Why is the Rupee is falling against the dollar?

  26-Aug-2018 15:37:30

India USA DollarModiRupee

The Rupee hit over 70: factors that led to this

The rupee extended its fall and breached the 70-mark for the first time against US dollar on 14th August, hitting the new low of 70.10 in intra-day trading. However, it closed at 69.90, up 3 Paise compared to the previous day, following a global currency crisis. There are several reasons for its fall but one of the biggest reasons is the effect of Turkish turmoil on Asian countries.

Turkish turmoil

The Turkish Lira (Turkish currency) lost one-fifth of its value against US dollar in the second week of this month, hitting a new low on 13th August and nearly a 40% fall over last one year. But why Lira is falling? The answer to this is its trade war against the US. The U.S. Treasury had recently sanctioned two Turkish Ministers in response to Turkey’s continuing detention of American pastor Andrew Brunson on spying and terror charges. Donald Trump also tweeted that he would double import tariffs on Turkish steel and aluminium. This war led to an economic crisis in Turkey, further leading to increased rates and less investment in Turkey. Turkey is one of the major emerging economies in the world and the noises of trade war and slump in Lira sparked fresh concerns in the global market. Indian investors are more concerned as emerging economies like India seem most vulnerable in face of Lira erosion. Rupee has been among the hardest hit in Asia, due to this, thanks to the wide Current Account Deficit (The current account deficit (CAD) is a measurement of a country's trade where the value of the goods and services it imports exceeds the value of the goods and services it exports) that’s already strained by higher oil prices.

Strong US Dollar

The US dollar surged to fresh one-year high on July 19th. It reached that high after US Federal Reserve Chairman Jerome Powell expressed confidence in the U.S. economy and affirmed expectations that the central bank was on track to keep hiking interest rates gradually, as long as Dollar is getting stronger Rupee will lose its value due to increasing demand of Dollar against Rupee.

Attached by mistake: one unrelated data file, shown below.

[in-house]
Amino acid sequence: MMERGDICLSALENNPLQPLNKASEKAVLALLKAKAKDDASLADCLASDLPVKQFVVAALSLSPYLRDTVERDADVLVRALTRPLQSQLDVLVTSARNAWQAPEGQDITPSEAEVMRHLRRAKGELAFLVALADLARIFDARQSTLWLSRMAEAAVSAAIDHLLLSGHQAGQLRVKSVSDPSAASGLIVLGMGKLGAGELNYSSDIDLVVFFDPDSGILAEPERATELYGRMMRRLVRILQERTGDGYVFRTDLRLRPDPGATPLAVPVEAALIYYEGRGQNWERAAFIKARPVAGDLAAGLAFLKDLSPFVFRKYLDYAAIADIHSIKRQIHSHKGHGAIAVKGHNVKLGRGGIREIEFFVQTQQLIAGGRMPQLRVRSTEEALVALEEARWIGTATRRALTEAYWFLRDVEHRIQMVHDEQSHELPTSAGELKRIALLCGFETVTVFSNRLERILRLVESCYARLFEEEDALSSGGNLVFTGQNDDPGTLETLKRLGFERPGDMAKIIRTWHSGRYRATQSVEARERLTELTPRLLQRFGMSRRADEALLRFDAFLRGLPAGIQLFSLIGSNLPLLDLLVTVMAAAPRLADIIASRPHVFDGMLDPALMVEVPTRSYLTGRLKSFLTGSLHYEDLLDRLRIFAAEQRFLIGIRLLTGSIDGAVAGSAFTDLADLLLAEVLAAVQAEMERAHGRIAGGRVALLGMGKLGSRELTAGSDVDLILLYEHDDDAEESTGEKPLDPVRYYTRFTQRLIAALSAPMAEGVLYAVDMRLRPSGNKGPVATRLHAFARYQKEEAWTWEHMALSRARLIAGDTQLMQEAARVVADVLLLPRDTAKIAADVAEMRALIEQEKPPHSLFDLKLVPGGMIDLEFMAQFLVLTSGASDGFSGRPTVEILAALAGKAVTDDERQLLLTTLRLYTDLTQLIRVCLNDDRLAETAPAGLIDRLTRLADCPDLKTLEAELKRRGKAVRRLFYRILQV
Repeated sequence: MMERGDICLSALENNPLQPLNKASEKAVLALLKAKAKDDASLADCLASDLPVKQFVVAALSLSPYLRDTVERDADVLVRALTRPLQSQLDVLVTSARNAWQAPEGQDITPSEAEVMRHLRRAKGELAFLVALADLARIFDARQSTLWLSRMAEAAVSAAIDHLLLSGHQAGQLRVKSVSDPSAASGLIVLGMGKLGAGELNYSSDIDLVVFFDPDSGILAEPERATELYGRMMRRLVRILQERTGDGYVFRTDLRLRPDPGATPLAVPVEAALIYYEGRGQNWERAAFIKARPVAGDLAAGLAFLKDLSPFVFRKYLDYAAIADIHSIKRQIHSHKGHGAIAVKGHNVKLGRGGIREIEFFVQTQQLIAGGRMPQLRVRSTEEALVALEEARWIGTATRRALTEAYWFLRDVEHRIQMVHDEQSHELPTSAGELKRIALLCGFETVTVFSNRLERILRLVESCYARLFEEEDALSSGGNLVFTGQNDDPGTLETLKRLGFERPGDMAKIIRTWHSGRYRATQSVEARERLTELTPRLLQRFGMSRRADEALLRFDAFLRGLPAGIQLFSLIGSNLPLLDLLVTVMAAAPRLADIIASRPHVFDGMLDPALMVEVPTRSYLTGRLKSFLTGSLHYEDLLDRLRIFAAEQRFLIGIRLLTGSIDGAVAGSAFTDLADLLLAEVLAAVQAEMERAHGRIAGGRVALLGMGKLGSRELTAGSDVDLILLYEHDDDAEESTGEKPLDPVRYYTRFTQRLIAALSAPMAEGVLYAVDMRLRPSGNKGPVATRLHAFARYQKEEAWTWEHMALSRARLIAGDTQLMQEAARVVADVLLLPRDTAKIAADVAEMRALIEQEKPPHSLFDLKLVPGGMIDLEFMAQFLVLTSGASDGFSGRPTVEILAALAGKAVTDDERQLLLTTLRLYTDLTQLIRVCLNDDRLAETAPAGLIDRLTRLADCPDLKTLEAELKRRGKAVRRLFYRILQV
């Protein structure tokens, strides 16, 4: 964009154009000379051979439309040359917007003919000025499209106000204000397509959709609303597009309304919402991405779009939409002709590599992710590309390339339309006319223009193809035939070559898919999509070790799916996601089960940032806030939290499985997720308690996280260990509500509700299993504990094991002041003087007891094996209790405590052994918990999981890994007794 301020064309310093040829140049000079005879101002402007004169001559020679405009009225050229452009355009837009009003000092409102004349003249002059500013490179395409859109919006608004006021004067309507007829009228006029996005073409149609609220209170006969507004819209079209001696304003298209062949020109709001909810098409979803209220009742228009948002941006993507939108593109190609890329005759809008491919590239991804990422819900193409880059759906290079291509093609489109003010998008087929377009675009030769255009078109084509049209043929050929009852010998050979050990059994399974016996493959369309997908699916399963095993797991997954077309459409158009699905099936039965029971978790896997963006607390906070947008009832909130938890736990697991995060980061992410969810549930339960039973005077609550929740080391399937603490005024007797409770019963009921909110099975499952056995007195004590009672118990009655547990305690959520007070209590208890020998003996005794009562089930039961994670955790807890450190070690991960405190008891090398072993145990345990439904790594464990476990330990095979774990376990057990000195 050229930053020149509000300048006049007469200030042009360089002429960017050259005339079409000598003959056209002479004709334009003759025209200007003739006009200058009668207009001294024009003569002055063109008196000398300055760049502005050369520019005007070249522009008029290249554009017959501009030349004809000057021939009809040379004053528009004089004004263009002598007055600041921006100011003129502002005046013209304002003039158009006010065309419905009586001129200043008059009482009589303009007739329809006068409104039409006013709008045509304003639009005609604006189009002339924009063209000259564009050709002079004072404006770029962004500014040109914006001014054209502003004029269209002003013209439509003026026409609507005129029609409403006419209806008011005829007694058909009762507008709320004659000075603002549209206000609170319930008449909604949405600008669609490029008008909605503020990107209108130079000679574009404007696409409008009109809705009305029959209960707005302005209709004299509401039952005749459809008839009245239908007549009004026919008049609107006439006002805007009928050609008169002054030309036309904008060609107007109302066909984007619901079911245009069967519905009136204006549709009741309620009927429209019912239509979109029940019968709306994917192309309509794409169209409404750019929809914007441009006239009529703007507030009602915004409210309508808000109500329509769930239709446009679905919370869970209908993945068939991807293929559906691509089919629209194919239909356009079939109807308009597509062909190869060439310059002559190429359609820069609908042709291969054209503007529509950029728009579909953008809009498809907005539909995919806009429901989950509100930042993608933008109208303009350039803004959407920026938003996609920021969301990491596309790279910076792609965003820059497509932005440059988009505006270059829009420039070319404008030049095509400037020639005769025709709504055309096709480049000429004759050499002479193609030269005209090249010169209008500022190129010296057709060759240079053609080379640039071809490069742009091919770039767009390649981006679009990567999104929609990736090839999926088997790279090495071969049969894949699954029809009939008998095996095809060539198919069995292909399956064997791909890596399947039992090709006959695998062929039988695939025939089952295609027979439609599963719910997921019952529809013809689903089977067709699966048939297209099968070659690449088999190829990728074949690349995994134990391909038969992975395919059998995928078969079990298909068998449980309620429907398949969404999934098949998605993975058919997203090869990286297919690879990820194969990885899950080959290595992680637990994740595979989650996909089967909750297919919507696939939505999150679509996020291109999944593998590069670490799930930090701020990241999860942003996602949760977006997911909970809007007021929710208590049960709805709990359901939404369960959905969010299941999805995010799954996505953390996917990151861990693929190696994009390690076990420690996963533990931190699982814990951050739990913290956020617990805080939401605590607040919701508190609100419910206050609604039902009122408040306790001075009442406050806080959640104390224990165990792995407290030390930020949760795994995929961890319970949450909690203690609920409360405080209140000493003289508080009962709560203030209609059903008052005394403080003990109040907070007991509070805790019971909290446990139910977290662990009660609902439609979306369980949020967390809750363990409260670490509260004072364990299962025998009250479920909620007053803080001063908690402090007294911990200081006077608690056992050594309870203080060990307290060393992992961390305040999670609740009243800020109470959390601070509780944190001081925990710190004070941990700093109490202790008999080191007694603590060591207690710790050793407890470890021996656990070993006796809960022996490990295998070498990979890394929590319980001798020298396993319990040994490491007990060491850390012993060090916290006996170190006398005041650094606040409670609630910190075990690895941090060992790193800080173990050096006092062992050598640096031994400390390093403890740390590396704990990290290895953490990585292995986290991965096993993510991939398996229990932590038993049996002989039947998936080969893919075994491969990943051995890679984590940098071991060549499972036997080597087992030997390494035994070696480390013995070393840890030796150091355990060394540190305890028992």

Sliding Yuan

The Chinese Yuan fell to one-year lows, plunging to a level of 6.8128 to the dollar in the onshore market. Yuan’s weakness sent jitters across most of the Asian markets. The drop in Chinese currency always affects the Indian Rupee because they are dependent on each other.

Capital Outflows

Data available with the National Securities Depository Limited showed that during the period January-July (till July 20), foreign portfolio investors (FPIs) have pulled out Rs 49,603 crore of investments from the domestic market and less investment means less economic growth and less inflow of Dollars in the Indian market. This leads to a fall in the value of Rupee against Dollar.

Crude oil Prices

Crude oil prices have always been a major concern for India. Global investors think that the spike in crude oil prices will directly affect India's current account, due to which inflation will rise. So, Investors are selling off here in India. This is one of the main reasons for a drop in the value of Indian currency against US dollar.

Political Instability

Recently, the opposition party put across a ‘no-confidence’ movement against the ruling party which led to political instability. Political instability most of the times weigh down the markets leading to falling in Rupee. The rupee breached the 69-mark the day on which ‘no-confidence' was scheduled.

Indian investors and some financial experts are neglecting a long-term effect of this and saying that Rupee is depreciating due to external factors and there is nothing to worry about. RBI, however, is concerned with this and it sold Dollars through public sector banks, preventing a further slide. Turkey, on the other hand, is still struggling to prevent the further drop, it might consider the possibility of going to the IMF (International Monetary Fund). But, having to obey IMF conditions in return for assistance would be a blow to President Erdogan’s prestige.

Whatever may be the reasons, India is facing a financial problem and it needs to deal with it before any financial crisis. With Lok Sabha elections in the upcoming year and fading charm of Prime Minister Modi, this problem is like “a light purse is a great curse” for this government.

- By Pallav Singh